A father and son from Greater Tainan developed hemagioblastoma, tumors of the central nervous system, but were able to undergo treatment in time to avoid lifelong paralysis.
The son, surnamed Wu (吳), went directly to Buddhist Tzu Chi General Hospital’s Dalin Branch vice superintendent Chen Jin-cherng (陳金城), after his requests for medical treatment six years ago for intramedullary tumors that caused his limbs to gradually wither were repeatedly turned down by doctors due to the high risk involved in removing such tumors.
The hospital said that although Chen was able to surgically remove the tumors, Wu was unable to regain full mobility because his spinal nerves had been severely damaged by the tumors.
Despite his slim chance of full recovery, Wu remains optimistic and has received rehabilitation on a daily basis for the past few years.
He is now capable of walking independently, although only when holding onto objects.
While the family reveled in the progress Wu had made, Wu’s father, who had ascribed his symptoms of numbness, weakness of limbs and difficulty balancing to a possible bone spur, was also diagnosed with hemagioblastoma after he suffered a fall and sought medical treatment.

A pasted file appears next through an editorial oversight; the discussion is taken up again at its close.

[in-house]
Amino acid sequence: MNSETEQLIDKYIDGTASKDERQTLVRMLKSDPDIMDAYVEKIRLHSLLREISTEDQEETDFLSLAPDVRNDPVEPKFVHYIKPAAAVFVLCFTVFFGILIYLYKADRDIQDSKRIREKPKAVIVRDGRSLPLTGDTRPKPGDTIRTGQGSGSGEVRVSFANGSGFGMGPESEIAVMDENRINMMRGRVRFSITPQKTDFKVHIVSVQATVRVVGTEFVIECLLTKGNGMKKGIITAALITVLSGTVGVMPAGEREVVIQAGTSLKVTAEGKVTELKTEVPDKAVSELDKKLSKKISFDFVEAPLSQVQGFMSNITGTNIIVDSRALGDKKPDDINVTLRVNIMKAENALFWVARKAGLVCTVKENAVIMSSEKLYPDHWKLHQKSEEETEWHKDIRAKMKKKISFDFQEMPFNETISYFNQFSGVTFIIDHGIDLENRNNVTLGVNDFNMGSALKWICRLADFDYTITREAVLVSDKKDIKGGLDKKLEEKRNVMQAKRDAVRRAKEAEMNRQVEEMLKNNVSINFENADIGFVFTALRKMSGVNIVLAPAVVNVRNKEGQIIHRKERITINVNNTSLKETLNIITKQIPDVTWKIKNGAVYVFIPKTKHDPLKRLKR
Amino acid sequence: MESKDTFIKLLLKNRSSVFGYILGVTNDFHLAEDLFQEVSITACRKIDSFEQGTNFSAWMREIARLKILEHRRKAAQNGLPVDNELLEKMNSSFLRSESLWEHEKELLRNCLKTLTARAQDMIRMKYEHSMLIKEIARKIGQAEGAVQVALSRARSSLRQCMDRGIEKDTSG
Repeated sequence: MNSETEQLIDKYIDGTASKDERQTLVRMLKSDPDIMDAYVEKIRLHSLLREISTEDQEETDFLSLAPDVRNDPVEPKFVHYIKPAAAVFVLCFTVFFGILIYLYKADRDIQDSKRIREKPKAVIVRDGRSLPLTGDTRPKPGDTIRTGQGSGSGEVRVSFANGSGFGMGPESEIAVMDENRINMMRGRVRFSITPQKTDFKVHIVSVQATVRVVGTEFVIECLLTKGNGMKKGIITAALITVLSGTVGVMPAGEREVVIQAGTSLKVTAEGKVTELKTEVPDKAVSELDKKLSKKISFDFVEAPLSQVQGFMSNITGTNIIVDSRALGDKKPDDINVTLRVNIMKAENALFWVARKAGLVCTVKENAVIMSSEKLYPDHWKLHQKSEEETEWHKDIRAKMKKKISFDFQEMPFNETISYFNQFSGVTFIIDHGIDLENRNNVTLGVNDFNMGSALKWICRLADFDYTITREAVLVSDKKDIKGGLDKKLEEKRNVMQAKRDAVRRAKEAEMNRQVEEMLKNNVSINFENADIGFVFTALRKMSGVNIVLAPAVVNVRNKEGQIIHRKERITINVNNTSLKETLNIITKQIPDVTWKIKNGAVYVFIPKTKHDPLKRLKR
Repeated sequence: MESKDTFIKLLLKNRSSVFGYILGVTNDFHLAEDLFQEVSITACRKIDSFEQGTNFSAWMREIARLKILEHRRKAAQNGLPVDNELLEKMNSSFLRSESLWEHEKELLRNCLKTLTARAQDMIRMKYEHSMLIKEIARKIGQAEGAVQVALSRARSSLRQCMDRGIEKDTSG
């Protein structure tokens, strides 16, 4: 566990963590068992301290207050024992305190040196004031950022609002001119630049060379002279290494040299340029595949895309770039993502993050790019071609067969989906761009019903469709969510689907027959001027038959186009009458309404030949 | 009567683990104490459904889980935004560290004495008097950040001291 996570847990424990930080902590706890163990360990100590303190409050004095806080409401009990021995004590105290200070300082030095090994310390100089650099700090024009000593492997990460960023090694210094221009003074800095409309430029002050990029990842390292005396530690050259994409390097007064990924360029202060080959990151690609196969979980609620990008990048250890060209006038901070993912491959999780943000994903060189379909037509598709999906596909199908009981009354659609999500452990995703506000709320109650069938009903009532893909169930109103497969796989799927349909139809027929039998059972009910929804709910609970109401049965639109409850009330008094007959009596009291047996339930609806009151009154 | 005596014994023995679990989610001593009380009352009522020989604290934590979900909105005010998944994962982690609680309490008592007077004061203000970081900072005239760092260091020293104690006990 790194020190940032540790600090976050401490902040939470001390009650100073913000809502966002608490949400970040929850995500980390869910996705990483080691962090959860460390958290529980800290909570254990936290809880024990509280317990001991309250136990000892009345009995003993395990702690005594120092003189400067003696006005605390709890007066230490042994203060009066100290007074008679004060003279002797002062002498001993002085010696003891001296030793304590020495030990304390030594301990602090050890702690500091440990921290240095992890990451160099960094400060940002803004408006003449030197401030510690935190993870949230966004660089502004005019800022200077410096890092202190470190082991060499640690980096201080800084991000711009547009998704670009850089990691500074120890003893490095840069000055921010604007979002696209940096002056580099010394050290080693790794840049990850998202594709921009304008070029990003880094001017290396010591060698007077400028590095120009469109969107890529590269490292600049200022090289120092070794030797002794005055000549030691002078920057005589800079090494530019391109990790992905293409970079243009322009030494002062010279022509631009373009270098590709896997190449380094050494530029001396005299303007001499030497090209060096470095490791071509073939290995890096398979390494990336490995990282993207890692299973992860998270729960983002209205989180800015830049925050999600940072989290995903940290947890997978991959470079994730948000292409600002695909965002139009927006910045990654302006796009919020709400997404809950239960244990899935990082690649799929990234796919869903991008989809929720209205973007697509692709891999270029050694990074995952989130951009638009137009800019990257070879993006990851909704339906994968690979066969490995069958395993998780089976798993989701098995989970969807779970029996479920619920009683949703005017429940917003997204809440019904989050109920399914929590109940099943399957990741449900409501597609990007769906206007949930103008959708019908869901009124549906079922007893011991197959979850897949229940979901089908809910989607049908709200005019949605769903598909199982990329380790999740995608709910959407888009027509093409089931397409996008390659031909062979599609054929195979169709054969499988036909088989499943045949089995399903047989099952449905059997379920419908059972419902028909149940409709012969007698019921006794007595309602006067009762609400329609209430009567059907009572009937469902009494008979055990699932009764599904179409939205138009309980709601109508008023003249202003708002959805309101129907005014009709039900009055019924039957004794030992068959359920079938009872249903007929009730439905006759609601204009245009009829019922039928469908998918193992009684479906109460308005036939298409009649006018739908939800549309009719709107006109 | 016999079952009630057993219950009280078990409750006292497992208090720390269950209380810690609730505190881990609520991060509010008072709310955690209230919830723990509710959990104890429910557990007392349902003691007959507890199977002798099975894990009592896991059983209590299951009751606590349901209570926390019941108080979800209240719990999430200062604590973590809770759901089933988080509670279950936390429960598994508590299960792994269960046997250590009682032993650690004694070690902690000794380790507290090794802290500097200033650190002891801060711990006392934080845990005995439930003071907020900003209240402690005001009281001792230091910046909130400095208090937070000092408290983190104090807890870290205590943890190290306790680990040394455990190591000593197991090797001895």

Removing hemagioblastomas is often risky because the tumors are prone to ruptures and bleeding, Chen said, adding that was particularly the case for the tumors Wu’s father had, which were located in a tricky spot between his medulla and the cervical spinal cord.
“Doctors performing such a delicate operation must be careful to avoid massive bleeding and permanent damage to the spinal cord,” Chen added.
Wu’s father showed no sign of fear when he was informed of the diagnosis and the need for him to undergo surgery, the hospital said, adding that Wu’s father said he felt luckier than his son because his tumors were detected and removed soon enough to avoid paralysis.
The hospital said while Wu’s father, who has regained full mobility after the surgery, had passed down the genetic condition to his son, the pair could deepen their father-child bond after having undergone the hardship of treatment and rehabilitation together.